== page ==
Conviction in MySpace suicide case tentatively overturned

A jury convicted Lori Drew in November for accessing protected computers without authorization.
A federal judge tentatively overturned the conviction of a Missouri woman accused of using MySpace to deceive a teenage girl who eventually committed suicide, a U.S. attorney’s spokesman told CNN.

A jury convicted Lori Drew, 49, of O’Fallon, Missouri, in November on three misdemeanor counts of accessing protected computers without authorization. Prosecutors argued that Drew illegally used the social networking site to humiliate a 13-year-old girl, who authorities said killed herself after receiving derogatory messages. Drew was to be sentenced Thursday, but California U.S. District Judge George Wu — who heard the case because MySpace is based in Los Angeles — instead decided to not uphold the jury’s finding. Prosecutors based their case on a federal computer crimes statute that Wu is now challenging. Using the statute, prosecutors accused Drew of violating the social networking site’s terms of service, which prohibits creating fraudulent registration information, using accounts to obtain personal information about juvenile members and using MySpace to “harass, abuse or harm other members.” Thom Mrozek, spokesman for the U.S. attorney’s office in Los Angeles, told CNN that Wu said in court if Drew is convicted of illegally accessing computers, the guilty verdict would set a precedent and anyone who has ever violated MySpace’s terms of service could also be found guilty of a misdemeanor.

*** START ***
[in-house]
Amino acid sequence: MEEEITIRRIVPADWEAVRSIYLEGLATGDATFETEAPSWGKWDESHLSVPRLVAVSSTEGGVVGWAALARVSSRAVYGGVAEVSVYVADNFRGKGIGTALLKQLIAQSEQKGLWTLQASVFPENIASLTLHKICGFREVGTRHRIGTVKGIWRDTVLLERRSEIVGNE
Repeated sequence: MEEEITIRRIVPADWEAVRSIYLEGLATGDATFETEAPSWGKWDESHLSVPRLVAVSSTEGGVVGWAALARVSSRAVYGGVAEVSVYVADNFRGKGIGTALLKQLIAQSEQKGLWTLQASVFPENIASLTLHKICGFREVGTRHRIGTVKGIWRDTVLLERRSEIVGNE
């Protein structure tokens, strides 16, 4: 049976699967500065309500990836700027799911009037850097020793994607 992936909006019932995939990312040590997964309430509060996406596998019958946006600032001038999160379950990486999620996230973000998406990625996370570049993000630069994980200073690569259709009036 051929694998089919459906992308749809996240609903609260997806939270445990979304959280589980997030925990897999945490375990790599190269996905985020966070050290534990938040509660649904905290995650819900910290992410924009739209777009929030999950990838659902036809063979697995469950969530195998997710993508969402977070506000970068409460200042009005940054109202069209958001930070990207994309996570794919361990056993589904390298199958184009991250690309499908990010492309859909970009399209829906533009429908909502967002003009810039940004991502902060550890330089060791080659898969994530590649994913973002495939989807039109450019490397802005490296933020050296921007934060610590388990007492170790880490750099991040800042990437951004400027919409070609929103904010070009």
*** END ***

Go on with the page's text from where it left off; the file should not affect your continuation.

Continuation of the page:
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“It appears that the judge is basing his decision on his conclusion that the misdemeanor statute is constitutionally vague,” Mrozek wrote in an e-mail to CNN. Wu said his decision will become final once he files a written ruling, according to Mrozek. The misdemeanor charges — which Drew is tentatively cleared of with Wu’s action — stemmed from an elaborate hoax played out on MySpace. The prosecution accused Drew of using the site to inflict emotional distress on Megan Meier. Prosecutors alleged during the trial that Drew — worried that Meier had spread malicious rumors about her daughter — used MySpace to pose as a 16-year-old boy, “Josh Evans,” who feigned romantic interest in Meier. Meier killed herself after the “boy” spurned her and at one point told her via the Internet that the world would be a better place without her, according to prosecutors. Jurors declared a mistrial on a more serious conspiracy charge. Prosecutors sought the maximum three-year sentence for Drew on the misdemeanor convictions. The U.S. Justice Department plans to explore other legal options against Drew, Mrozek said. Prosecutors might appeal the case’s dismissal and consider refilling the conspiracy charge, he said.